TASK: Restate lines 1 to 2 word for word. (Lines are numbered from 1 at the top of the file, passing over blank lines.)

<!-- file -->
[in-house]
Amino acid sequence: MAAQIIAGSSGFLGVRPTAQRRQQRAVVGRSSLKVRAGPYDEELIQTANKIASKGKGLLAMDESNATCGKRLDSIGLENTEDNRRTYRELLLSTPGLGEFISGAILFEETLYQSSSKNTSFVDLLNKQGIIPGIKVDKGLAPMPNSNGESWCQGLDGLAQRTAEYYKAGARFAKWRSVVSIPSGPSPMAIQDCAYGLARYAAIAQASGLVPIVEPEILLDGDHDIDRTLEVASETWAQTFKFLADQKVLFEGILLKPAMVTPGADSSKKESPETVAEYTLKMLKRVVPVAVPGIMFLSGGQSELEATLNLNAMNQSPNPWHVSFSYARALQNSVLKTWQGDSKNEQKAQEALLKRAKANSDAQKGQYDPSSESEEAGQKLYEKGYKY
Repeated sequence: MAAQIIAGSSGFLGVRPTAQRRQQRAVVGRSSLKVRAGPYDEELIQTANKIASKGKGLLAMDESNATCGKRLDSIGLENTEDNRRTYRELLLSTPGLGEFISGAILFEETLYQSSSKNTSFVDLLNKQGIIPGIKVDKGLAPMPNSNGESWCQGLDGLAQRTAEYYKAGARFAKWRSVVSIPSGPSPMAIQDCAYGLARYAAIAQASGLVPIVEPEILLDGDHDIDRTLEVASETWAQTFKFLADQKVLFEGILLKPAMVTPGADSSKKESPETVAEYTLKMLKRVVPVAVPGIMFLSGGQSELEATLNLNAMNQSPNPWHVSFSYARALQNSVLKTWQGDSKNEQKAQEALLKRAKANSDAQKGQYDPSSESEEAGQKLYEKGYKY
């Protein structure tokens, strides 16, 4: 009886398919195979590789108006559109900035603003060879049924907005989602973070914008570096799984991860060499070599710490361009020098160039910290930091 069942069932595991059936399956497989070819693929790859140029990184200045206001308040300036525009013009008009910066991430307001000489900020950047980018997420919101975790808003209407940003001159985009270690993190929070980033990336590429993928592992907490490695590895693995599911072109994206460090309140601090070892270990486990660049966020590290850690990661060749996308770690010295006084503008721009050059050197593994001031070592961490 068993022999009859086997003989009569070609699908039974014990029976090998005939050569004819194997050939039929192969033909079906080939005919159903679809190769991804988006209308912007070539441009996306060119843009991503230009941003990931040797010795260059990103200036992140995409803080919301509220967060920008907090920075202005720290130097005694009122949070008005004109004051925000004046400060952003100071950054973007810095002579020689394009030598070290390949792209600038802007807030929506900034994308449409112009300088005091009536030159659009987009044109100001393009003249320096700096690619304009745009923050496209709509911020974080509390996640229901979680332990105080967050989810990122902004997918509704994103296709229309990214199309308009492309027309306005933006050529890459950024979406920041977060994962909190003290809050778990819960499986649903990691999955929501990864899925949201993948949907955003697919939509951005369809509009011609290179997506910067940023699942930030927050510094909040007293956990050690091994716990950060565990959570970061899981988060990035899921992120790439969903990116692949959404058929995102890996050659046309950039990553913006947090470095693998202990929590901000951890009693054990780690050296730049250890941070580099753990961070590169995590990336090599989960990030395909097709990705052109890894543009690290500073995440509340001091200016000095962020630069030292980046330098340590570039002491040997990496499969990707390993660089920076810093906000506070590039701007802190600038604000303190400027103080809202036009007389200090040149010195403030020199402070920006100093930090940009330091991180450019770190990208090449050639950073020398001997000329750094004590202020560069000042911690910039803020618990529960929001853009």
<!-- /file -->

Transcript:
[in-house]
Amino acid sequence: MAAQIIAGSSGFLGVRPTAQRRQQRAVVGRSSLKVRAGPYDEELIQTANKIASKGKGLLAMDESNATCGKRLDSIGLENTEDNRRTYRELLLSTPGLGEFISGAILFEETLYQSSSKNTSFVDLLNKQGIIPGIKVDKGLAPMPNSNGESWCQGLDGLAQRTAEYYKAGARFAKWRSVVSIPSGPSPMAIQDCAYGLARYAAIAQASGLVPIVEPEILLDGDHDIDRTLEVASETWAQTFKFLADQKVLFEGILLKPAMVTPGADSSKKESPETVAEYTLKMLKRVVPVAVPGIMFLSGGQSELEATLNLNAMNQSPNPWHVSFSYARALQNSVLKTWQGDSKNEQKAQEALLKRAKANSDAQKGQYDPSSESEEAGQKLYEKGYKY